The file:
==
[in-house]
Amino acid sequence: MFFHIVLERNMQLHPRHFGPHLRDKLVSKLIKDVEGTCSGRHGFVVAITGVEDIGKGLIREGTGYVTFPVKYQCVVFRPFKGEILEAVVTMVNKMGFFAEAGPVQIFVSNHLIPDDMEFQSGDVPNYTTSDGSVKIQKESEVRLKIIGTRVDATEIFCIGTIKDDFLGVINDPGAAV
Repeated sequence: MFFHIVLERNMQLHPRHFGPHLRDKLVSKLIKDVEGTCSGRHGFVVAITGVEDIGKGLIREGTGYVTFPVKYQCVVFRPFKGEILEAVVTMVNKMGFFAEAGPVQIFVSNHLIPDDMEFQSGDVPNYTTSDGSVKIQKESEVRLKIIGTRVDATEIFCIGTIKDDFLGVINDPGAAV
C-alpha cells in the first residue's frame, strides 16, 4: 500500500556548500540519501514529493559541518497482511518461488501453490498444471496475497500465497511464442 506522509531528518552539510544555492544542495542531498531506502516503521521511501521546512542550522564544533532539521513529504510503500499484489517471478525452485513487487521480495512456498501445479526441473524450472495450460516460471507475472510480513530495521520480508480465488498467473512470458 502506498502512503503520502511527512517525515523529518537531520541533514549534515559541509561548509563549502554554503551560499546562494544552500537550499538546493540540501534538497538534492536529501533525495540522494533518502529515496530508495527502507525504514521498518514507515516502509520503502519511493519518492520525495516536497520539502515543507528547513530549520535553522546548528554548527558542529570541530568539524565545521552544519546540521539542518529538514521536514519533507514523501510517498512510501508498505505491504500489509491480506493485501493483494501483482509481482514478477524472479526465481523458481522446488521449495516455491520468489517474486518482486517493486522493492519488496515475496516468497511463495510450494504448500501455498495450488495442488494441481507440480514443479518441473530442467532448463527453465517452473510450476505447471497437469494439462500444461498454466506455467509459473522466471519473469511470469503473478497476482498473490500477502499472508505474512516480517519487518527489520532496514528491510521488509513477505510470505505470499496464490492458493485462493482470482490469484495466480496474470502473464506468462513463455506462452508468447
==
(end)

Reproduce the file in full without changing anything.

[in-house]
Amino acid sequence: MFFHIVLERNMQLHPRHFGPHLRDKLVSKLIKDVEGTCSGRHGFVVAITGVEDIGKGLIREGTGYVTFPVKYQCVVFRPFKGEILEAVVTMVNKMGFFAEAGPVQIFVSNHLIPDDMEFQSGDVPNYTTSDGSVKIQKESEVRLKIIGTRVDATEIFCIGTIKDDFLGVINDPGAAV
Repeated sequence: MFFHIVLERNMQLHPRHFGPHLRDKLVSKLIKDVEGTCSGRHGFVVAITGVEDIGKGLIREGTGYVTFPVKYQCVVFRPFKGEILEAVVTMVNKMGFFAEAGPVQIFVSNHLIPDDMEFQSGDVPNYTTSDGSVKIQKESEVRLKIIGTRVDATEIFCIGTIKDDFLGVINDPGAAV
C-alpha cells in the first residue's frame, strides 16, 4: 500500500556548500540519501514529493559541518497482511518461488501453490498444471496475497500465497511464442 506522509531528518552539510544555492544542495542531498531506502516503521521511501521546512542550522564544533532539521513529504510503500499484489517471478525452485513487487521480495512456498501445479526441473524450472495450460516460471507475472510480513530495521520480508480465488498467473512470458 502506498502512503503520502511527512517525515523529518537531520541533514549534515559541509561548509563549502554554503551560499546562494544552500537550499538546493540540501534538497538534492536529501533525495540522494533518502529515496530508495527502507525504514521498518514507515516502509520503502519511493519518492520525495516536497520539502515543507528547513530549520535553522546548528554548527558542529570541530568539524565545521552544519546540521539542518529538514521536514519533507514523501510517498512510501508498505505491504500489509491480506493485501493483494501483482509481482514478477524472479526465481523458481522446488521449495516455491520468489517474486518482486517493486522493492519488496515475496516468497511463495510450494504448500501455498495450488495442488494441481507440480514443479518441473530442467532448463527453465517452473510450476505447471497437469494439462500444461498454466506455467509459473522466471519473469511470469503473478497476482498473490500477502499472508505474512516480517519487518527489520532496514528491510521488509513477505510470505505470499496464490492458493485462493482470482490469484495466480496474470502473464506468462513463455506462452508468447